One of the country's most recognised firemen is no longer working for the Fire Service 22 months after investigations started into accusations he bullied a female firefighter.
Mike McEnaney, a senior fire investigator then based in central Auckland, was stood down in November 2015.
It's understood he was kept on full pay while the Fire Service investigated.
The woman laid the complaint outlining several allegations under the Protected Disclosure Act 2000, in October 2015.
NZH Focus understands most of her claims were not upheld by a draft independent investigation, but others, including being yelled at and called an idiot, were found to be true.
"The investigation process in respect of Mr McEnaney has now been concluded, and Mr McEnaney's employment with Fire and Emergency New Zealand had been brought to an end," a letter to the complainant, dated July 26, 2017, reads.
It cites privacy as reason for not giving details behind the decision.
McEnaney said he wouldn't comment on the bullying claims and the end to his contract at the Fire Service.
McEnaney was the the former president of the National Firefighters Union, and a senior station officer at Mangawhai, where 15 volunteers left over a two-year period.
The female firefighter, who doesn't want to be named, said it was unacceptable that the investigation took 22 months and it had taken a major toll on her health.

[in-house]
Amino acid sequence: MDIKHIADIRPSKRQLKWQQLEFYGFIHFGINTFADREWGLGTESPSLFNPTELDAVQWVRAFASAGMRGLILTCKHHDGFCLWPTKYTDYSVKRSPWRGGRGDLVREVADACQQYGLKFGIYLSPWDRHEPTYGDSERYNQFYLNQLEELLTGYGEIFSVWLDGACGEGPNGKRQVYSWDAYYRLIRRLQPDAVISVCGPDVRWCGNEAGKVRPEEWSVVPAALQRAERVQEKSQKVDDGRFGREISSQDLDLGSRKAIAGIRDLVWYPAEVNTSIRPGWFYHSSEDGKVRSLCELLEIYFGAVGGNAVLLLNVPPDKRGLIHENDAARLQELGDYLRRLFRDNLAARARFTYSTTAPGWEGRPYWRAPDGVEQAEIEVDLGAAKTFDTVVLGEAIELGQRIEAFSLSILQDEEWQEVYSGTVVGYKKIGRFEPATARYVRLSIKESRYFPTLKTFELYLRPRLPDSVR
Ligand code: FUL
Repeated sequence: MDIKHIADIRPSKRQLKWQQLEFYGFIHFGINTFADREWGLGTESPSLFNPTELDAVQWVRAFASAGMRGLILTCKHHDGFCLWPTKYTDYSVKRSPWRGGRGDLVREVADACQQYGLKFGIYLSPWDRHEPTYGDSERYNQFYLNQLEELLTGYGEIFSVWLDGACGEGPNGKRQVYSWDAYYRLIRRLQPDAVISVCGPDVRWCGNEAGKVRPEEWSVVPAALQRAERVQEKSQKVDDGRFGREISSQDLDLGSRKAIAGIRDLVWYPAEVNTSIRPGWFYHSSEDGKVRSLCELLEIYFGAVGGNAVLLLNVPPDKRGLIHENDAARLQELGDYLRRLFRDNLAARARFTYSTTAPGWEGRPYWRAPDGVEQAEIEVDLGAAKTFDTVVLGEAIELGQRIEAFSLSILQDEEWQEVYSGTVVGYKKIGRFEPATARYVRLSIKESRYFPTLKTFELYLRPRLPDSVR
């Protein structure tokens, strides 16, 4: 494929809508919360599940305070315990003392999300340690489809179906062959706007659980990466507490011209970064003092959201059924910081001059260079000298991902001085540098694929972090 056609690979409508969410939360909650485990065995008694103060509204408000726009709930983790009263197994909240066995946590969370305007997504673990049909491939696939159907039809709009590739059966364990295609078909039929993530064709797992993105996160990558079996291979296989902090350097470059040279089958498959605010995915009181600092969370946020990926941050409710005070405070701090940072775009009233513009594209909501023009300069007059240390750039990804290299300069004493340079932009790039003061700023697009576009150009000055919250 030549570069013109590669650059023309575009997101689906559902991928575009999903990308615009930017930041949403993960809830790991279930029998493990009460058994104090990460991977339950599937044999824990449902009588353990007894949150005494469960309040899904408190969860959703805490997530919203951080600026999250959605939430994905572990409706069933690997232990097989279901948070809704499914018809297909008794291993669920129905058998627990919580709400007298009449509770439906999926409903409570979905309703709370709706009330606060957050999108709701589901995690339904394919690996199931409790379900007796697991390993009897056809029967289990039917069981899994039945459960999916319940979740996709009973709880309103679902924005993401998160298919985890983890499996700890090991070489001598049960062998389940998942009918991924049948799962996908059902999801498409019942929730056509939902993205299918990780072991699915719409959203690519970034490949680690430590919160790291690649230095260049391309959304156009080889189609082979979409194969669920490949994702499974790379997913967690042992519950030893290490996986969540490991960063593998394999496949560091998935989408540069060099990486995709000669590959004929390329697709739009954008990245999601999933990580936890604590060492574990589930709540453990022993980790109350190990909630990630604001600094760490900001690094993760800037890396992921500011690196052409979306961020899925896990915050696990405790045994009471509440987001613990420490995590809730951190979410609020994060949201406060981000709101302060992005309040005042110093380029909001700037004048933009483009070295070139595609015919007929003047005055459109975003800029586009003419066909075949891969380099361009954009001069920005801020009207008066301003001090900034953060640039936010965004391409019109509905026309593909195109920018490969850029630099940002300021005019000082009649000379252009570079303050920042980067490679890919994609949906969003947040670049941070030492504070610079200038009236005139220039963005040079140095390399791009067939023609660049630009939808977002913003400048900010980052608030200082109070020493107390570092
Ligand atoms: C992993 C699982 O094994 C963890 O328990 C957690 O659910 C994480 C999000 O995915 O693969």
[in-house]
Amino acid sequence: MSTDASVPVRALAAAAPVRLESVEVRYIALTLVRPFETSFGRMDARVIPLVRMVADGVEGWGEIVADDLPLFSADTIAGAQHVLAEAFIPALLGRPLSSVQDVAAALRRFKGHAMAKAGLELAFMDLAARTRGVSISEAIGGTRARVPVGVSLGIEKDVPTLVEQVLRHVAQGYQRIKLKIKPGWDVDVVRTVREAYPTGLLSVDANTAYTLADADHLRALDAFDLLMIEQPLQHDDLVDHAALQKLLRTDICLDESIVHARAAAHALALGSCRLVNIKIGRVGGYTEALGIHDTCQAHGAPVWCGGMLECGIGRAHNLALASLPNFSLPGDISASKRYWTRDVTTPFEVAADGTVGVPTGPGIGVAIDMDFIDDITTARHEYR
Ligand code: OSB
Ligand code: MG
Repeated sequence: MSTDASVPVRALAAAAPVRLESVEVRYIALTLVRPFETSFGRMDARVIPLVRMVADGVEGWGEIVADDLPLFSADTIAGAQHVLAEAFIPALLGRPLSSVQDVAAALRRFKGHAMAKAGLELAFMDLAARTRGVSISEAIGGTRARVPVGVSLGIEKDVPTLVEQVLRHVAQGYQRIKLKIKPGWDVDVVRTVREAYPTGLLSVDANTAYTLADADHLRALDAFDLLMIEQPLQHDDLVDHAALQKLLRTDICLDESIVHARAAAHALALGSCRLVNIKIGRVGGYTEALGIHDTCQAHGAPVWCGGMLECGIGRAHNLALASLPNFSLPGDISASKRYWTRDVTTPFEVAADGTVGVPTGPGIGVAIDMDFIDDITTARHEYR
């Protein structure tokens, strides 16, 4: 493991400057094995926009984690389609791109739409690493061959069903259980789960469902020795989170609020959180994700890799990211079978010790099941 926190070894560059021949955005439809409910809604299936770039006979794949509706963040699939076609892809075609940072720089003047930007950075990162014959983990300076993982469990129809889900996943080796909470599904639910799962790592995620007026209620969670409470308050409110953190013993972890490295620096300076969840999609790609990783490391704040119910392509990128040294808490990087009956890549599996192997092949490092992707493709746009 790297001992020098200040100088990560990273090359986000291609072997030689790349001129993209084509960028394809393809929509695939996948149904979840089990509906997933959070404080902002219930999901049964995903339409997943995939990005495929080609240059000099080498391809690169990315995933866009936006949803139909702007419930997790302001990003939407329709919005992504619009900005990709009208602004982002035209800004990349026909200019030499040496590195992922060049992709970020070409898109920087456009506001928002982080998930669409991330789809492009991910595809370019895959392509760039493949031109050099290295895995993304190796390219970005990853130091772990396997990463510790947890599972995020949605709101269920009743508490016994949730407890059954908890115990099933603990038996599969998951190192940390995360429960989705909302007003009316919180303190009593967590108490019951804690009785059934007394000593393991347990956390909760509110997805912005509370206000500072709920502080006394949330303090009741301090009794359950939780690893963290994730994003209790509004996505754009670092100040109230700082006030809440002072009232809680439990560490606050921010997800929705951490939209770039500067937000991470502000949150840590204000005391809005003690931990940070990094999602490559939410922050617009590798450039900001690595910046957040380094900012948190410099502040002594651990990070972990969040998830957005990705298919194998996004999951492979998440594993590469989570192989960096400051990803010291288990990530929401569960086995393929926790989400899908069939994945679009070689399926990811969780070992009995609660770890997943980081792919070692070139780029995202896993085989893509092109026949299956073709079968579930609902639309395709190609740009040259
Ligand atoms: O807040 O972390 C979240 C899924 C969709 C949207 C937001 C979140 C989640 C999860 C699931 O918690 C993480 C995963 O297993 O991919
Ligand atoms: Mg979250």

"It's been too long and that's what has caused my complex post traumatic stress disorder.
"I've been hospitalised twice, three attempts of suicide. I have been diagnosed with complex post traumatic stress, situational depression, anxiety. And none of this can be resolved until the issue's resolved."
Despite everything, she wants to continue working for the Fire Service but has been pleading for two years to be moved for safety reasons to a station outside of Auckland.
Allan Halse from Culture Safe New Zealand, who's advocating for the woman, said there was some relief hearing the investigation was finally over, but it should never have taken so long.
"The investigation from our perspective, our client had been interviewed. That had all happened by December and tidied up in January 2016.
"And I believe it was pretty straight forward. I don't believe it should've lasted more than three months beyond that."
Halse says they're trying to get hold of the final report - and looking to file a complaint with the Human Rights Commission.